I've re-read the book cover to cover, and the most important takeaway I seem to be getting is that the super-investors profiled in the book (beyond the obvious Graham and Buffett) actually practice looking to actively buy $1's for $.50. This is the goal of the concept of margin of safety. It is the act of striving to buy $1's for $.50 over and over again, while at the same time avoiding cigar butts. For the average investor (myself included), it is probably one of the most difficult concepts to master, but the more I read (and the more I invest), the more I think we investors make things more difficult than they need to be. During any 52 week period, there will be no shortage of cheap stocks which can be down anywhere from 20% to 80%. The key question is, why are these companies so cheap. Usually, a stock down 80% is down 80% for good reason. But sometimes, there is no good reason, and therein lies an opportunity.
Sometimes investor sentiment towards a certain type of business causes an entire sector to get cheap for no good reason other than selling perpetuating more selling. Case in point, currently (i.e., as of August 2015), legacy media-content or broadcasting companies (think Viacom, Sripps, Discovery, CBS, Fox) have cratered in the wake of a prevailing paradigm that new media-content companies like Netflix are the indisputable and irrefutable wave of the future. And along the way, a funny thing happens. Short-term, performance oriented group-think bins legacy media in favour of Netflix irregardless of valuation, despite the fact that Netflix is essentially insolvent. If you don't believe me, have a look at Netflix's most recent quarterly balance sheet - the ratio of content liabilities to liquid assets is something like 10:1, but Wall Street ignores the leverage in favour of metrics like subscriber growth. Which brings me to a discussion of Greenwald.
Greenwald describes three different methods of valuing companies:
1) Balance Sheet Valuation
2) Earnings Power Value
3) Value of Growth
I'm going to discuss Balance Sheet Valuation and Earnings Power Value, leaving the Value of Growth for a later date. I find Greenwald's model appealing because, being contradictory by nature, I fully believe that the Value of Growth is actually a joke. Wall Street evaluates investment candidacy principally on the presumption (and extrapolation) of growth, therefore, if Wall Street believes it, I must shun it. Greenwald emphasizes that growth only has value if it is growth within a franchise, and seeing how rare sustainable franchises actually are, growth for the most part has no value (in general). Growth seems to actually destroy value, because if it requires additional ongoing investment to support that growth, and if the ROI is less than the cost of growth, the value of growth is destructive. Sounds counter-intuitive, I know, but Greenwald explains it pretty thoroughly.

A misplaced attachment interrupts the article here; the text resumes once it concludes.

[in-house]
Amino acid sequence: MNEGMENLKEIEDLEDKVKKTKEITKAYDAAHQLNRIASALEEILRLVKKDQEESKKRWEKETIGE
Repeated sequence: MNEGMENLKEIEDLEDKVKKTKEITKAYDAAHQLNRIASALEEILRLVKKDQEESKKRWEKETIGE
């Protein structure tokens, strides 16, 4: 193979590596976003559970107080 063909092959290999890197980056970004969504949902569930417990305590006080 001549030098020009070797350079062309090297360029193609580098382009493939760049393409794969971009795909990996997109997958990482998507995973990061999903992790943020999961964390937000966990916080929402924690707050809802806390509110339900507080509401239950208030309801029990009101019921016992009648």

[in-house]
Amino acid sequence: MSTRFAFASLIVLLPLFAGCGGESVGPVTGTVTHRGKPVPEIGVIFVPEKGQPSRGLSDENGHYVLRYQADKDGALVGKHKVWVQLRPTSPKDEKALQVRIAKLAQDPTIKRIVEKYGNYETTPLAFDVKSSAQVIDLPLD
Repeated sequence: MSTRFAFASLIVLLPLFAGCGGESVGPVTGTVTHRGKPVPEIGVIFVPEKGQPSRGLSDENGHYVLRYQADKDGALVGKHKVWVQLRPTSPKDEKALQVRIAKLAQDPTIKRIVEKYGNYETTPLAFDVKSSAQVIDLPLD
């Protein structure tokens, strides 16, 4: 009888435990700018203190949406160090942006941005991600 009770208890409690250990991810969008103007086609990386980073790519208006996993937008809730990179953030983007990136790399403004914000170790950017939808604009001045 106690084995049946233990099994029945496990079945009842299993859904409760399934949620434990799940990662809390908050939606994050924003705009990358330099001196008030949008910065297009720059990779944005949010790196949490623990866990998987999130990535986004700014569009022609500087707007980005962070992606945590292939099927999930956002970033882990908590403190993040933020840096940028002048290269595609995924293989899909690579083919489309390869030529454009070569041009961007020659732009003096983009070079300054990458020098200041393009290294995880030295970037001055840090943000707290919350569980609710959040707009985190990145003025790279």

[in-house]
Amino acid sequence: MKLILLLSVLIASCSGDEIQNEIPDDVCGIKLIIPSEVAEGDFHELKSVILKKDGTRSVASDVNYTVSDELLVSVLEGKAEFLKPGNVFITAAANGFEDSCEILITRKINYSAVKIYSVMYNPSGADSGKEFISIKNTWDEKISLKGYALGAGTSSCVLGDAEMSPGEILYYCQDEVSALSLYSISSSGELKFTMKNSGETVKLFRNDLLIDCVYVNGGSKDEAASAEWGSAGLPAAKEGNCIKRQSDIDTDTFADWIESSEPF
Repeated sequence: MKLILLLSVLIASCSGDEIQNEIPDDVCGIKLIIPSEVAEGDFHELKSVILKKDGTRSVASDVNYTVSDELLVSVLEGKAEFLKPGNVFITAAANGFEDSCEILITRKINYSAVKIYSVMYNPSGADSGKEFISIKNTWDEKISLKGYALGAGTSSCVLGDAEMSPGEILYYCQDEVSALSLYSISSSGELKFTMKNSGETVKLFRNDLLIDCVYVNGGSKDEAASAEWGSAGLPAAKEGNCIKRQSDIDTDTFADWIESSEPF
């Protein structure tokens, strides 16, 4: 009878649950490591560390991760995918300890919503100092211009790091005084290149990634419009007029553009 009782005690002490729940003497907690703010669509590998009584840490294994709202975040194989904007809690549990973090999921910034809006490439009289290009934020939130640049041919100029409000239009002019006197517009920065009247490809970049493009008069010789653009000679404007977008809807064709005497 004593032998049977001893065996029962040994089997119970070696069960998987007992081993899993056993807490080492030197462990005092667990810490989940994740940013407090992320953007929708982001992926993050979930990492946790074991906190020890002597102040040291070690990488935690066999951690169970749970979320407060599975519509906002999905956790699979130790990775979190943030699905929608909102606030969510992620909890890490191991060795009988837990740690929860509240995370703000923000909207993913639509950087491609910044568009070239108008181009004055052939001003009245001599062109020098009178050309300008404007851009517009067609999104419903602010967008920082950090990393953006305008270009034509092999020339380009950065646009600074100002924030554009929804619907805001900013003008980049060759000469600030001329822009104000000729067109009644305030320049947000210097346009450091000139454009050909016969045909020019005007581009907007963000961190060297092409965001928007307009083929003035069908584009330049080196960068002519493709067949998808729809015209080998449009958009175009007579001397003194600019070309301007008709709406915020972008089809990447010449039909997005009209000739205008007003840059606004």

Balance Sheet Valuation
According to Greenwald, Balance Sheet Valuation provides the most comfort in terms of valuing a company, as any analysis performed is based on the company's most recent Balance Sheet only.
Greenwald demonstrates how to work through a sample Balance Sheet line by line, by ascribing an estimated valuation bump to each Balance Sheet item under two hypothetical states: 1) Liquidation and 2) Going Concern.
Under either state, an investor can potentially uncover value in overlooked or misunderstood situations (think spin-offs, restructurings, conglomerates &/or companies with holdings in other companies) however, each state requires a modicum of expertise in uncovering value. Liquidation analysis requires expertise in understanding valuation of companies going through bankruptcy/restructuring, with eventual investment geared towards buying distressed debt.
Going Concern analysis requires utilization of a sum of the parts approach to determine whether the market has overlooked the value of certain items on a company's Balance Sheet carried at historical cost (i.e. equity method investments, land carried at historical cost, etc.), or for that matter,
underpriced the entire value of the company at less than the fair value of hidden assets on the Balance Sheet.
Greenwald's Balance Sheet valuation approach ignores growth, and seems to be the valuation method that most closely approximates Graham's net-net approach.
Earnings Power Value (EPV)
According to Greenwald, EPV provides somewhat less comfort than Balance Sheet Valuation, but can still be used to identify companies which can be excellent candidates for further research. The steps involved are first, computing an EPV (which is basically, sustainable capitalized earnings under a no growth scenario), and second, comparing the computed EPV to Balance Sheet reproduction cost (i.e., how much it would take a new entrant to the incumbent's industry to reproduce the incumbent's balance sheet).
In the case of EPV < Reproduction Cost, there is no sustainable franchise and no value of growth. This scenario could be typical of mature industries, or industries in decline.
In the case of EPV = Reproduction Cost, there is no sustainable franchise and no value of growth, and all competitors are making equivalent economc profits. This scenario could by typical of regulated utilities.
In the case of EPV > Reproduction Cost, this is the only scenario where there appears to be a sustainable franchise and growth has value. This scenario is probably typical of companies like Microsoft or Coca Cola.
Greenwald defines Earnings Power Value as:
Adjusted sustainable earnings / wacc